Aleratec’s 1:3 DVD/CD Tower Publisher HLS; Pro-Quality Disc Duping And Label Printing

Sending out a CD/DVD to a duplicating service can cost hundreds of dollars--and requires a minimum order, usually in the neighborhood of several hundred copies, which is not a practical solution for most of us. Yes, there are inkjets capable of printing on pre-labeled discs, but one thing they can't do is duplicate CDs and DVDs--and the process is limited to one disc at a time. And in this day and age, when we're handing out discs with pictures, videos, and music like they were Halloween candy, it would really help to have some means of efficiently duplicating discs and printing labels at home, in our spare time--on the same machine. There are pricey machines that will do the job, but if you don't mind the no-frills approach and are willing to spend under $500, then consider the Aleratec 1:3 DVD/CD Tower Publisher HLS. This peripheral device lets you publish 1-3 discs at one and the same time, practically hassle-free. It was something I had to see for myself.

The Aleratec three-disc tower uses the same laser to burn data and labels (in monochrome). It takes up little space, is plug-and-play compatible (on PC and Mac), and each drive can be used for any purpose, just like a typical CD/DVD drive. But take it to the next level and burn/print three CD or DVD discs at once.
All Photos © 2008, Jack Neubart, All Rights Reserved

LightScribe Technology
The Aleratec uses HP's LightScribe technology for imprinting on the surface of a CD or DVD. This is a monochrome (gray scale) process, producing silkscreen-quality labels. The process involves laser-etching into a specially embedded coating on the disc. The finer the setting, the deeper the etching, and the more pronounced the result. But this can take a while. Printing graphics could take upward of a half hour per disc, or longer. However, when you consider that you can imprint three discs simultaneously, the time it takes to burn the label becomes more manageable.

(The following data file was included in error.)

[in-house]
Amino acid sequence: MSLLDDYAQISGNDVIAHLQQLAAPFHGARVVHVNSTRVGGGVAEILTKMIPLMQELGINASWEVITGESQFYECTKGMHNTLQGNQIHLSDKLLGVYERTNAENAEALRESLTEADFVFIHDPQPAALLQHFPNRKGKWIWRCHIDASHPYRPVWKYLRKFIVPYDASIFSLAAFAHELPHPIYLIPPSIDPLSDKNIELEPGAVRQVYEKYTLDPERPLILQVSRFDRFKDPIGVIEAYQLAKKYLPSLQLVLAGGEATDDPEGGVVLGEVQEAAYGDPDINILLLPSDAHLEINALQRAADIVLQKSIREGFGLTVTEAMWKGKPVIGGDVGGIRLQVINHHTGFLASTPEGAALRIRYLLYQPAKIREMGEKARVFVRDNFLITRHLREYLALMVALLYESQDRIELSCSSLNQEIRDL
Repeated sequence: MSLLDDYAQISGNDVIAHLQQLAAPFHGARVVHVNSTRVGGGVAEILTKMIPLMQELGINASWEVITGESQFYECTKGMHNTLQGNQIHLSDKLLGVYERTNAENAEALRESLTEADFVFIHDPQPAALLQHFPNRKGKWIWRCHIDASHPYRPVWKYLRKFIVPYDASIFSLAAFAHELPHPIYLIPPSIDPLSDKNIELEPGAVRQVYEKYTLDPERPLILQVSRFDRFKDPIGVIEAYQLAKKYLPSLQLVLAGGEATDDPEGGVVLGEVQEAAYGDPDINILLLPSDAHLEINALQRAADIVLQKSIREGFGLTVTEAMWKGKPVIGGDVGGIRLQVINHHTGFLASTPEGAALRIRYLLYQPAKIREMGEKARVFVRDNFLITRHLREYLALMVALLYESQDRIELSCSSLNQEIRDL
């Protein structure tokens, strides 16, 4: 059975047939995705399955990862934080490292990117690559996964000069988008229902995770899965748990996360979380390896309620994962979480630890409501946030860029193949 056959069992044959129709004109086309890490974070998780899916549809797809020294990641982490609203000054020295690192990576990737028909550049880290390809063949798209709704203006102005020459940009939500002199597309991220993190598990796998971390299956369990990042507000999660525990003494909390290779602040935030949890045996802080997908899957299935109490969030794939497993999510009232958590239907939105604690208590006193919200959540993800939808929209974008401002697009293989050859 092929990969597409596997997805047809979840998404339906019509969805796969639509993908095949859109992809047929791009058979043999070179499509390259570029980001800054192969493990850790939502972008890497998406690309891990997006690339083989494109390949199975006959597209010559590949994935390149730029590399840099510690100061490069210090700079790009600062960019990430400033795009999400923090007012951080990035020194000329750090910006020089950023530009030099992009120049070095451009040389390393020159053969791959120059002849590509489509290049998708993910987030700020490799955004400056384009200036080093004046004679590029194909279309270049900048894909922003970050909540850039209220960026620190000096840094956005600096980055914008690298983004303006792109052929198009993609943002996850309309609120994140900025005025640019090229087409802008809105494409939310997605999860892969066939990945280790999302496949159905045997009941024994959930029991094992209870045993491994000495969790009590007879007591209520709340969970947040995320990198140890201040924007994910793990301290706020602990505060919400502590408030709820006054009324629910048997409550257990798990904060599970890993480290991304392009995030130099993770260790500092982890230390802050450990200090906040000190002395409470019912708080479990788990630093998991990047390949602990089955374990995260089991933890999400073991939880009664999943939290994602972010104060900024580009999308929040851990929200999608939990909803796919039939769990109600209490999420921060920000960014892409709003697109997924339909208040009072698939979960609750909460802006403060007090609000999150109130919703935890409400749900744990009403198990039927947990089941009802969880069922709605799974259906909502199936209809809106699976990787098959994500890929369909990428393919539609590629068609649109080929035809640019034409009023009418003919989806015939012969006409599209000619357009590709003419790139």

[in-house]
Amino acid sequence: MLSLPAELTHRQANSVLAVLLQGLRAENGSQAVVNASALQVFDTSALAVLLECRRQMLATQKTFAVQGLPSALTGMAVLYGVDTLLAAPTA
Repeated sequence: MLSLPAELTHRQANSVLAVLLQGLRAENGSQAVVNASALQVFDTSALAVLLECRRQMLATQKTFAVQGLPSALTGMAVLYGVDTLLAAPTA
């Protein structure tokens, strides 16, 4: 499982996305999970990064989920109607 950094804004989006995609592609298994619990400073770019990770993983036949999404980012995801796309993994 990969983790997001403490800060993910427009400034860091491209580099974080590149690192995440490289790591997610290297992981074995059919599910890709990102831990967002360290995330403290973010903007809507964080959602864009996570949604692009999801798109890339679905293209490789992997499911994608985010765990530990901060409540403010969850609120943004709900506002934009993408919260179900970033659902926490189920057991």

On the flip side, there are no cartridges to deal with or replace, since the device uses the same laser that is used for conventional disc burning. This means no running to the store at the last minute when you realize your printer is low on ink, and no added expense. For those of you who have been using adhesive disc labels, well, just think of all the work you'll no longer have to do. And you'll no longer have to worry about discs wobbling in the drive because you didn't center the label exactly.

How many times have you printed on a disc, only to realize you left something out? Well, if you print over an inkjet label a second or third time, all you're left with is mush. With LightScribe, you can preprint a whole bunch of discs, and then personalize them with additional text or graphics--without ruining your work! And the printing can't be marred by fingerprints (although continued exposure to strong sunlight may have adverse effects). But you can't undo it either--it's there to stay, kind of like a tattoo. What's more, the laser-etching process does not affect the life of the disc (at least that's what they say).

There are other external CD/DVD drives available with embedded LightScribe technology, including some home computers. But, again, with the Aleratec tower, you have the option of burning up to three discs at once. What's more, do the job in your computer (especially the printing), and you'll be tying up some of its resources and the CD/DVD drive for some time.

The bottom tray is holding a LightScribe CD with label-side up, which means the disc is ready for a data write. Flip it over so the shiny side faces you and it's ready for laser imprinting. To show how easy the process is, think of it as flipping pancakes for Sunday morning breakfast.

Compatible Media
There is a wide range of media that can be used with this device when simply reading or writing to disc, including rewritable media. The media for label printing, however, is limited to LightScribe-compatible discs--CD and DVD. But if you're into Blu-ray, there's good news and bad: there is a Blu-ray-compatible version of this machine--but at a cost of $3000.

While the cost of LightScribe DVDs is not much more than CDs for this purpose ($89 vs. $75 per 100), the significantly faster write speeds for CD makes CD a more prudent choice than DVD, unless you really need the DVD's acreage for data-intense writes.


mejohn212's picture

Nice information. Thanks for sharing it with us.Am a computer student and such information are very important for me and my friends. This detailed article is good to know about.
cd duplication printing